• Supporting managers who manage a remote workforce. Remote management has been a new experience for many managers and they’ve learned largely through trial and error. Moving forward, organizations have an opportunity to guide managers on how to be flexible and how to navigate the delicate balance between micromanaging people — getting into the nitty gritty of their work — and clearing the way for them to succeed by coaching from the sidelines. Adjusting work policies and benefits using a one-size-fits-all approach simply will not work. Individualized approaches are a must moving forward.
  • Integrating different engagement drivers. Because employees’ needs are unique to them and they’re at different stages in their work and life journeys, different drivers must be used to engage them, and keep them engaged. For Gen Z this may mean helping them fulfill their purpose; for Boomers, it might mean helping them create a legacy for future generations. To maximize their employee engagement levels, organizations need to learn what drives their employees, and then use that intel to shape their employee experience into one that resonates with them.

Strengthening Technology

Technology changes and evolves with the times, as we have witnessed during the pandemic: organizations scrambled to find tech solutions that would ensure that employees remained connected with colleagues and customers wherever and whenever they needed to. Today’s technology drives both efficiency and engagement and fuels the ability of organizations to make better decisions. Organizations are strengthening their tech stack by:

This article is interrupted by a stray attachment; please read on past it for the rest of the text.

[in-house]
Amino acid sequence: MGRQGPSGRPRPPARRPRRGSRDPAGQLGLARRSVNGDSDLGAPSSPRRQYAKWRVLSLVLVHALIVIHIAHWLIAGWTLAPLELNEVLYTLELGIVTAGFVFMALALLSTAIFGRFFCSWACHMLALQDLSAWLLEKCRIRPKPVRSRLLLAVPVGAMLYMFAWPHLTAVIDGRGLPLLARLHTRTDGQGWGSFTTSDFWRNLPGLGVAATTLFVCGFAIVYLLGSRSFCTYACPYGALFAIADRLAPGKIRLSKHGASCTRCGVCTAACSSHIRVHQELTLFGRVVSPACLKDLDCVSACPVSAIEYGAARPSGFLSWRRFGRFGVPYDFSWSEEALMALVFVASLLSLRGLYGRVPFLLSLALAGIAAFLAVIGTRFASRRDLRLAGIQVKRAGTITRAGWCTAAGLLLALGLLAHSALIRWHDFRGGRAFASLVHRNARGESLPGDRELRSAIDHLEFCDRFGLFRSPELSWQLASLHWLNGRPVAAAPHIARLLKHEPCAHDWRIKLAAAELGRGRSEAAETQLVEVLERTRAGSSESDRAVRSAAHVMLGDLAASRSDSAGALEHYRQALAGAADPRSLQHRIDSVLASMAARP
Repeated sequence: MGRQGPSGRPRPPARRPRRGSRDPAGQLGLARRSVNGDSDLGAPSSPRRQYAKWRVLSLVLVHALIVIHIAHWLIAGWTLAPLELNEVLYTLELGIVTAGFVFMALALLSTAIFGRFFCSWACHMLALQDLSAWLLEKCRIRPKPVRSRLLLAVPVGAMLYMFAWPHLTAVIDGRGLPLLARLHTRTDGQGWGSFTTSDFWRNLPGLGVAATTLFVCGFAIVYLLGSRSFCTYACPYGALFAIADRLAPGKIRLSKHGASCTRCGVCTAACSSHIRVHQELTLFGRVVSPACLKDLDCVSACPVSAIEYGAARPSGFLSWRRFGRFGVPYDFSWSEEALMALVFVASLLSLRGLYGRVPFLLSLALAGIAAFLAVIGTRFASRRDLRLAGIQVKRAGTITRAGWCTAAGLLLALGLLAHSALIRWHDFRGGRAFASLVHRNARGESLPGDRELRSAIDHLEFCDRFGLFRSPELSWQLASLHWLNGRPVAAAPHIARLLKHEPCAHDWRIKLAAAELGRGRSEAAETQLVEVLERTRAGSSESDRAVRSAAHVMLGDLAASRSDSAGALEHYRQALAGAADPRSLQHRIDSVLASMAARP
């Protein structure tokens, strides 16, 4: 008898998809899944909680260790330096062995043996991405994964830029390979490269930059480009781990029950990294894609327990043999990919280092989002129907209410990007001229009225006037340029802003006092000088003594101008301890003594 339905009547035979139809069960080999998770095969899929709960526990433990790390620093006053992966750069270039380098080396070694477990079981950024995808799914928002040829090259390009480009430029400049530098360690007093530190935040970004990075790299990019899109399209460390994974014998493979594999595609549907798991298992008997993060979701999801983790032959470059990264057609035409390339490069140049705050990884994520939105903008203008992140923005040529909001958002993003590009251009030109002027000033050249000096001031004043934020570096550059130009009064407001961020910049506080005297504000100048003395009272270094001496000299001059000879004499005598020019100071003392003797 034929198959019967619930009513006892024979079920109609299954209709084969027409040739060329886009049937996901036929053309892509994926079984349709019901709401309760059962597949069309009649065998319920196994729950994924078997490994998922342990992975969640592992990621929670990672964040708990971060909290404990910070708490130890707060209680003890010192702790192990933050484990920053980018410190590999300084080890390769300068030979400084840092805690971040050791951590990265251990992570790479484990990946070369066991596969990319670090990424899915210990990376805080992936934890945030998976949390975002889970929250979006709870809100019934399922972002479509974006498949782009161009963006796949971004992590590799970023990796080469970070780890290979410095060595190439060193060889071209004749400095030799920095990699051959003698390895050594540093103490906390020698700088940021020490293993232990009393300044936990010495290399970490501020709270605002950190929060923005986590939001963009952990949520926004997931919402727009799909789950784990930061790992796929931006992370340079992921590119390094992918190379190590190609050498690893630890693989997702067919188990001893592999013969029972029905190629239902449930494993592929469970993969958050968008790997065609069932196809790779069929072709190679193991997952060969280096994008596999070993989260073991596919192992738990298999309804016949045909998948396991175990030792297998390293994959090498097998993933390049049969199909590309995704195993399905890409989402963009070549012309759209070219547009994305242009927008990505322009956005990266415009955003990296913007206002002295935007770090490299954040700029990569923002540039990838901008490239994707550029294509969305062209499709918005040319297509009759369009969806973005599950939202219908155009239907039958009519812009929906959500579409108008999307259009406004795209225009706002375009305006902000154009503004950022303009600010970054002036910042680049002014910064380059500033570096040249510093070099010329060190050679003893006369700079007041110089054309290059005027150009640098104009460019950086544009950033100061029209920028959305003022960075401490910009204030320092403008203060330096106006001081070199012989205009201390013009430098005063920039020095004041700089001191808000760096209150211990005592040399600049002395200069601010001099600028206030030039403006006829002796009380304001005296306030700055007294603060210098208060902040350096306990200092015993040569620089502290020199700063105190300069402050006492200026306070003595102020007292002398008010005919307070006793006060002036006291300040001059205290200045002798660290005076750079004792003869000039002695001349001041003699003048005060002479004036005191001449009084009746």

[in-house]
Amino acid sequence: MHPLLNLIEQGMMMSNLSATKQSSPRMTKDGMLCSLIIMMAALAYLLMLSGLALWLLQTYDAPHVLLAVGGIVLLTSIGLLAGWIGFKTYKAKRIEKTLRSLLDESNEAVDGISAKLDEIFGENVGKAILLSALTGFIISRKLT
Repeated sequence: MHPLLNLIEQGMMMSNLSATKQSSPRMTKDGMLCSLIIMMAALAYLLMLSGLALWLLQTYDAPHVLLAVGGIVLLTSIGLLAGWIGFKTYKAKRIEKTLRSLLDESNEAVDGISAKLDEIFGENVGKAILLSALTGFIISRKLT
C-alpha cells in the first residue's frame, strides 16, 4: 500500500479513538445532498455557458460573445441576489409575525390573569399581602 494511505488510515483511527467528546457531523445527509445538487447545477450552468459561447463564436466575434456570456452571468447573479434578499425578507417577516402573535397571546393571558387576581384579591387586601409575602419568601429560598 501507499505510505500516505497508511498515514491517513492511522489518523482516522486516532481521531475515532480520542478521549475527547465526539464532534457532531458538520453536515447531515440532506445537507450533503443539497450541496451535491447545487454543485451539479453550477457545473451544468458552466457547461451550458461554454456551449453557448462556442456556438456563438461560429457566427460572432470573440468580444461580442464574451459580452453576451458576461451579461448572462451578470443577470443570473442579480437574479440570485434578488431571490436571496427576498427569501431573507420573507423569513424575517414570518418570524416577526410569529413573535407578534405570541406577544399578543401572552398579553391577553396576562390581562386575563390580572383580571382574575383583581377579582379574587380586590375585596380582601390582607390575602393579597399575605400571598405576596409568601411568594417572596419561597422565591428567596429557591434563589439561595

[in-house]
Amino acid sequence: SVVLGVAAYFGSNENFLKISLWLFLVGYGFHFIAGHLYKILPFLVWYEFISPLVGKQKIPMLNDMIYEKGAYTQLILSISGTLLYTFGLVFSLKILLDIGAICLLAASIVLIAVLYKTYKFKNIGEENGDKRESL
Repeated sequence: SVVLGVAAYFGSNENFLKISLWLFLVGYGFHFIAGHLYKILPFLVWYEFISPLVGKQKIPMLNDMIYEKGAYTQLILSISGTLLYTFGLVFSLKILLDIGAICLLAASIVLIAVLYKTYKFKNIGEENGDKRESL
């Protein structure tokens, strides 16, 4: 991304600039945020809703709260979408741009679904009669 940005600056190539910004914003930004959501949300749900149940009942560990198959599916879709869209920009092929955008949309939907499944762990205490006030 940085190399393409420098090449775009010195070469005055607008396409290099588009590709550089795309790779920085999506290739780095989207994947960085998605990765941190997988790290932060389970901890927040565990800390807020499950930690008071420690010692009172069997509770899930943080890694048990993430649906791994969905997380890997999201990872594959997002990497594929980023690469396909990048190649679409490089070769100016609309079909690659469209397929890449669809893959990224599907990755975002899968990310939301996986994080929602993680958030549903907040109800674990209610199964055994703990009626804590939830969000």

• Increasing efficiencies and streamlining processes. Leveraging — and, in fact, embracing — the automation that comes with technology can help leaders free up their time to lead people, not processes. Tools like Inspirus Connects can be configured to automatically recognize a service anniversary or birthday, with managers getting notifications so they don’t miss any memorable moments. Technology can also reduce friction points to realize efficiencies across a wide range of processes and procedures. For instance, Connects Spotlights can feature companywide communication, so that enterprise messages come from a single source and don’t contain conflicting information.
  • Connecting a disconnected workforce. This, of course, has been a big deal during the pandemic. And, as employees continue to demand the flexibility of remote and hybrid work, it will remain a big deal. Technology can be used to digitally connect and communicate to the masses uniformly and consistently. It can be used to create community, recognize peers and share vision and purpose — all of which can be done seamlessly through tools like Connects.
  • Making data actionable to drive business decisions. The pandemic accelerated digital transformation and elevated the critical importance of using data to drive better business decisions. From a people perspective, data gleaned through employee feedback, surveys, and cultural assessments, can and should be used to improve company culture, and optimize business strategy. Leveraging that learning through the collection of data on an ongoing basis, can help organizations ensure employees feel connected, valued, and appreciated — and help fuel their business strategy.

As 2023 looms, organizations and their HR leaders have an opportunity to hit the ground running as they proactively address key focus areas that can impact employee engagement, productivity, and retention. If any of these are priorities for your organization in 2023, we invite you to reach out to talk to one of our specialists today